Blood Doping

Athletes can use our understanding of respiration to improve performance through blood doping. Should this be banned?

Blood Doping is a technique used to increase an individual’s oxygen carrying red blood cells and improve athletic performance. It has direct impact on the VO2max, the measure of a person’s aerobic capacity. During exercise, the body undergoes aerobic respiration to provide sufficient delivery of oxygen to the muscles for producing energy. Red blood cells or the hormone erythropoietin are injected and an increase in red blood cells allows muscles to work longer and harder without cramping. It boosts the body’s ability to bring more oxygen to muscles, avoiding oxygen shortages that lead to muscle fatigue in the process of anaerobic respiration. Blood doping is banned by many professional sports organizations, such as the International Olmpics Committee, but isn’t entirely banned. Endurance athletes, cyclists and many professional athletes practice blood doping in order to gain a competitive edge in their field.

Most common methods for blood doping is injections of erythropoietin, injections with synthetic chemicals that can carry oxygen and blood transfusions. However these methods of blood doping can lead to various health issues.

Injections of erythropoietin (EPO)

The misuse of this medicine or hormone that promotes formation of red blood cells, produced by the kidney, can create great health risks. EPO thickens the blood and can lead to an increased risk of diseases such as heart disease, stroke and pulmonary embolism.

Synthetic oxygen carriers

Synthetic oxygen carriers, which are chemicals that have the ability to carry oxygen, appear useful for emergency therapeutic purposes when human blood is not available and the risk of blood infection is high or when there is not enough time to properly cross-match donated blood with a recipient. The misuse for dropping purposes carries the risk of cardiovascular disease with various side effects like strokes.

Blood Transfusions

In an autologous transfusion, the transfusion of a person’s blood is stored for future use and in a homologous transfusion, a person uses the blood of someone else with the same blood type. However, in either form, the blood from another person may have a virus and using one’s own blood carries risks if the blood is not handled correctly or stored properly. There may be an unnatural increase in red blood cell levels which raises the risk of heart attack, stroke and pulmonary embolism.

Solution:

In recent years, as athletes are searching for ways to elevate their performance and evade detection, a solution to this are athlete biological passports – recording the biological traits of of an athlete that indirectly reveal the effects of doping through tests done at regular intervals. The passport allows investigators to spot out any deviations from the athlete’s test-established norm that may result from doping. The drawback however is that cautious athletes who perform blood doping may remain difficult to detect, as according to Michael Ashenden, a sports scientist, says that athletes can be involved in small amounts of blood doping, without abnormal changes in the blood variables, monitored by the passport.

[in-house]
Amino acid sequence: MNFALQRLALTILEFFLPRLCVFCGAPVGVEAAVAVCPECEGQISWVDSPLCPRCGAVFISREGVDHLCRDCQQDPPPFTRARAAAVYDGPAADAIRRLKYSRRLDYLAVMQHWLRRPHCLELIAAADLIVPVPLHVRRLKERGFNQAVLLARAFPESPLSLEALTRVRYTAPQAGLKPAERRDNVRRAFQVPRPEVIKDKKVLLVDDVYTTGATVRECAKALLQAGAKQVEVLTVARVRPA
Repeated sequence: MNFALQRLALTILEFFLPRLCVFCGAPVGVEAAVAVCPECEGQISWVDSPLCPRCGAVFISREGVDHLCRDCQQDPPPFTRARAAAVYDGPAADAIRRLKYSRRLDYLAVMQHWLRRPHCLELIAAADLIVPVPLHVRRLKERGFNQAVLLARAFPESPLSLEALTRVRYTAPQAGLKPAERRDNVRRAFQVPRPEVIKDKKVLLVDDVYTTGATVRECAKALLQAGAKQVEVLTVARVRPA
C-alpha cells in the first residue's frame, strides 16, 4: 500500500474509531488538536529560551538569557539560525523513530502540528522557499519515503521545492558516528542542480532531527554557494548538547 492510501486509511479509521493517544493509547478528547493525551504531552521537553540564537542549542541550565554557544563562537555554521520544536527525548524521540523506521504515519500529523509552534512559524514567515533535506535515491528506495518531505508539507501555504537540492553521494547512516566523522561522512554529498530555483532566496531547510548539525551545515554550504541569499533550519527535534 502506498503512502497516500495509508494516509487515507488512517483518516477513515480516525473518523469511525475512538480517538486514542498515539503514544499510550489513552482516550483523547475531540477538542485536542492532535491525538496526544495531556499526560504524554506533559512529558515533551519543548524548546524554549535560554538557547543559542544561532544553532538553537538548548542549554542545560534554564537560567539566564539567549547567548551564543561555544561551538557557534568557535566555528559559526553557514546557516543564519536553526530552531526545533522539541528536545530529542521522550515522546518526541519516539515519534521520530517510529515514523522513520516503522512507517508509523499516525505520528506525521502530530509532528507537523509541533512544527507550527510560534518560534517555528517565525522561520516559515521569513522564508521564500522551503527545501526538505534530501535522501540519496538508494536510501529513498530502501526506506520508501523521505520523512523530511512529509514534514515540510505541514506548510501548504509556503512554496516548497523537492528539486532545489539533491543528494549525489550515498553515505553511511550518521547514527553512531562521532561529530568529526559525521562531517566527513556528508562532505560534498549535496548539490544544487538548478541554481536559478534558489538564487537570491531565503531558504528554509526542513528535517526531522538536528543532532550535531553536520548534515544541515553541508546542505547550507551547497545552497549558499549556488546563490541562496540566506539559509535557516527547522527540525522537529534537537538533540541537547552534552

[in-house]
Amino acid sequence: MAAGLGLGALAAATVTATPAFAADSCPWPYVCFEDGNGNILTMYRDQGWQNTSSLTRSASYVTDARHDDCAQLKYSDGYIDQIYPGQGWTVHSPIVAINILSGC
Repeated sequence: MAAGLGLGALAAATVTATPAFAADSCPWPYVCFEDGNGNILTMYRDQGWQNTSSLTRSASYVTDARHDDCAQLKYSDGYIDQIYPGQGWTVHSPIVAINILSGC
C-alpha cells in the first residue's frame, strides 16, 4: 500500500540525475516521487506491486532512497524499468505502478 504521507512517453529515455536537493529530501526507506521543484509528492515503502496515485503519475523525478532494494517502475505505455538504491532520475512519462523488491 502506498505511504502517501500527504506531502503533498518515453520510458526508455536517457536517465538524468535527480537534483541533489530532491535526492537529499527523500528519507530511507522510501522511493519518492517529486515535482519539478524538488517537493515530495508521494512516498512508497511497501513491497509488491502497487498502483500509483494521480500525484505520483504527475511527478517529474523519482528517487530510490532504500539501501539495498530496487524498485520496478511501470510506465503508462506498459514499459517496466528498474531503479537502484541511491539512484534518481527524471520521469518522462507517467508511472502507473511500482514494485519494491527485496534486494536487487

In my opinion, a ban on blood doping, won’t work unless WADA (the World Anti-Doping Agency) can detect the peformance-enhancing substances in the athlete’s body, which is becoming harder and harder as athletes are discovering new ways to cheat. I believe that the biological passport is a great tool with possibilities of limiting the doping practices, in the current professional sporting field, by keeping track of records of the resulting changes in the athlete’s bodies, and it could reduce the health risks caused by blood doping significantly.

 

Works Cited:

“Blood Doping.” WebMD, WebMD, www.webmd.com/fitness-exercise/blood-doping#2.

Haff, Greg. “The Science of Doping and How Cheating Athletes Pass Drug Tests.” The Conversation, The Conversation, 1 May 2018, theconversation.com/the-science-of-doping-and-how-cheating-athletes-pass-drug-tests-45602.

Ingle, Sean. “’Disgraced’ IAAF Has Failed Its Athletes, Say Embattled Anti-Doping Scientists.” The Guardian, Guardian News and Media, 28 Nov. 2015, www.theguardian.com/sport/2015/nov/28/iaaf-athletics-doping-scandal.

Owens, Jessica. “Do Muscles Use Aerobic or Anaerobic Respiration?” Chron.com, 5 Apr. 2018, livehealthy.chron.com/muscles-use-aerobic-anaerobic-respiration-5353.html.

Rathi, Akshat. “This Simple Solution Might Stop Doping in Sports Once and for All.” Quartz, Quartz, 9 Nov. 2015, qz.com/544935/this-simple-solution-might-stop-doping-in-sports-once-and-for-all/.